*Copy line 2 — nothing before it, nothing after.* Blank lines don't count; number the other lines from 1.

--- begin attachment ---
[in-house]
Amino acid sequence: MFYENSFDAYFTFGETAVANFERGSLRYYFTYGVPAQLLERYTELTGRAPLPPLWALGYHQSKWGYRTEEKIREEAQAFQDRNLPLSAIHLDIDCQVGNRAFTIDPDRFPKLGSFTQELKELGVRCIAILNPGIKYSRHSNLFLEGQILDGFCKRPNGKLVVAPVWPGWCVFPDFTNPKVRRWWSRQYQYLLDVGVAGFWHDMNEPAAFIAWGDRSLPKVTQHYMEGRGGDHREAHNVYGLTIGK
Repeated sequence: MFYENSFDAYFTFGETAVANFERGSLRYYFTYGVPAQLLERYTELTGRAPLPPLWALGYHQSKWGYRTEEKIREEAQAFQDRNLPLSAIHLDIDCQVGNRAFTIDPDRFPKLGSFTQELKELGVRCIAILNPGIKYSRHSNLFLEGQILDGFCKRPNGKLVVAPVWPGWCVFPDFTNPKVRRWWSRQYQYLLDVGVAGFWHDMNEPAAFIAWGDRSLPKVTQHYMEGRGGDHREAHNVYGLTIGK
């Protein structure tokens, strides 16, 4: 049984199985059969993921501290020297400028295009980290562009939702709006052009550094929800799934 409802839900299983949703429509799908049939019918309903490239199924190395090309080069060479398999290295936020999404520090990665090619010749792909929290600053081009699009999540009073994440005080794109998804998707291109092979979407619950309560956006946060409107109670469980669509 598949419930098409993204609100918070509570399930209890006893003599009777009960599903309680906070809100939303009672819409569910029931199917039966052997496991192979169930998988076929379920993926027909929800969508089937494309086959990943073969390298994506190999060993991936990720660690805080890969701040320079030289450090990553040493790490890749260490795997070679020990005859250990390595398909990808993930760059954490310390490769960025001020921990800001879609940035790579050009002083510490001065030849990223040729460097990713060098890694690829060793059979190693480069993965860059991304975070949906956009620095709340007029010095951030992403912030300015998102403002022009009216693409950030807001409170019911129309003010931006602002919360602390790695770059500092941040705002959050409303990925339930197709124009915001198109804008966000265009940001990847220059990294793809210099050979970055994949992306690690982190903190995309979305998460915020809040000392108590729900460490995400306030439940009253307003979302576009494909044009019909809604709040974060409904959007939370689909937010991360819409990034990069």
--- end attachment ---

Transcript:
Amino acid sequence: MFYENSFDAYFTFGETAVANFERGSLRYYFTYGVPAQLLERYTELTGRAPLPPLWALGYHQSKWGYRTEEKIREEAQAFQDRNLPLSAIHLDIDCQVGNRAFTIDPDRFPKLGSFTQELKELGVRCIAILNPGIKYSRHSNLFLEGQILDGFCKRPNGKLVVAPVWPGWCVFPDFTNPKVRRWWSRQYQYLLDVGVAGFWHDMNEPAAFIAWGDRSLPKVTQHYMEGRGGDHREAHNVYGLTIGK